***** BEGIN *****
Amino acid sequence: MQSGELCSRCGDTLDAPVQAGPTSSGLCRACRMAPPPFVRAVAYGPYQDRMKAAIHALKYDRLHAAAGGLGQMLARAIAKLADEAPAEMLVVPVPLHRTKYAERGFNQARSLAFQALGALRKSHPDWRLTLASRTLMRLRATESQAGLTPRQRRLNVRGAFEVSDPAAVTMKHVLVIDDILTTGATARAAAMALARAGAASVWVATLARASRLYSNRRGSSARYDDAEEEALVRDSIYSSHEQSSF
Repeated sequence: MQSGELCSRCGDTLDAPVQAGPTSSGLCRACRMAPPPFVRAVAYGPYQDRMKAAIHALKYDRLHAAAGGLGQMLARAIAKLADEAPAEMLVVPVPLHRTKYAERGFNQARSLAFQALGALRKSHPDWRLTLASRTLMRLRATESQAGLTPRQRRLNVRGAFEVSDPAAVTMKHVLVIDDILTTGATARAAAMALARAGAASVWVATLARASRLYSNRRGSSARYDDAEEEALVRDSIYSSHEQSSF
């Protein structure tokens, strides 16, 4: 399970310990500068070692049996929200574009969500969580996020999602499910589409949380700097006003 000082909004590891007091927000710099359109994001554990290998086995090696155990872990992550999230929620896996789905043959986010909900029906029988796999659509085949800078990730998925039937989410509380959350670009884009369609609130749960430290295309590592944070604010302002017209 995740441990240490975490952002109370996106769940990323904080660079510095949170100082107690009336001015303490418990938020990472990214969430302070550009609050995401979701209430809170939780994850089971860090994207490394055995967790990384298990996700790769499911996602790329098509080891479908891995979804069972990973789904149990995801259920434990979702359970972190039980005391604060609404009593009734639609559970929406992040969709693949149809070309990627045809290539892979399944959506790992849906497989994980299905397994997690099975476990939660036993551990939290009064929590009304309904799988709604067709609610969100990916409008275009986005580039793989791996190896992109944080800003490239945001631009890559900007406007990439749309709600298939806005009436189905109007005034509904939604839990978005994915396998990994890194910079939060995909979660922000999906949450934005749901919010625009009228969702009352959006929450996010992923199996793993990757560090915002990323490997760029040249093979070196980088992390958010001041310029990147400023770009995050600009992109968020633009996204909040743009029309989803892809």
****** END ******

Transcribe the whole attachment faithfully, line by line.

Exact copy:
Amino acid sequence: MQSGELCSRCGDTLDAPVQAGPTSSGLCRACRMAPPPFVRAVAYGPYQDRMKAAIHALKYDRLHAAAGGLGQMLARAIAKLADEAPAEMLVVPVPLHRTKYAERGFNQARSLAFQALGALRKSHPDWRLTLASRTLMRLRATESQAGLTPRQRRLNVRGAFEVSDPAAVTMKHVLVIDDILTTGATARAAAMALARAGAASVWVATLARASRLYSNRRGSSARYDDAEEEALVRDSIYSSHEQSSF
Repeated sequence: MQSGELCSRCGDTLDAPVQAGPTSSGLCRACRMAPPPFVRAVAYGPYQDRMKAAIHALKYDRLHAAAGGLGQMLARAIAKLADEAPAEMLVVPVPLHRTKYAERGFNQARSLAFQALGALRKSHPDWRLTLASRTLMRLRATESQAGLTPRQRRLNVRGAFEVSDPAAVTMKHVLVIDDILTTGATARAAAMALARAGAASVWVATLARASRLYSNRRGSSARYDDAEEEALVRDSIYSSHEQSSF
């Protein structure tokens, strides 16, 4: 399970310990500068070692049996929200574009969500969580996020999602499910589409949380700097006003 000082909004590891007091927000710099359109994001554990290998086995090696155990872990992550999230929620896996789905043959986010909900029906029988796999659509085949800078990730998925039937989410509380959350670009884009369609609130749960430290295309590592944070604010302002017209 995740441990240490975490952002109370996106769940990323904080660079510095949170100082107690009336001015303490418990938020990472990214969430302070550009609050995401979701209430809170939780994850089971860090994207490394055995967790990384298990996700790769499911996602790329098509080891479908891995979804069972990973789904149990995801259920434990979702359970972190039980005391604060609404009593009734639609559970929406992040969709693949149809070309990627045809290539892979399944959506790992849906497989994980299905397994997690099975476990939660036993551990939290009064929590009304309904799988709604067709609610969100990916409008275009986005580039793989791996190896992109944080800003490239945001631009890559900007406007990439749309709600298939806005009436189905109007005034509904939604839990978005994915396998990994890194910079939060995909979660922000999906949450934005749901919010625009009228969702009352959006929450996010992923199996793993990757560090915002990323490997760029040249093979070196980088992390958010001041310029990147400023770009995050600009992109968020633009996204909040743009029309989803892809």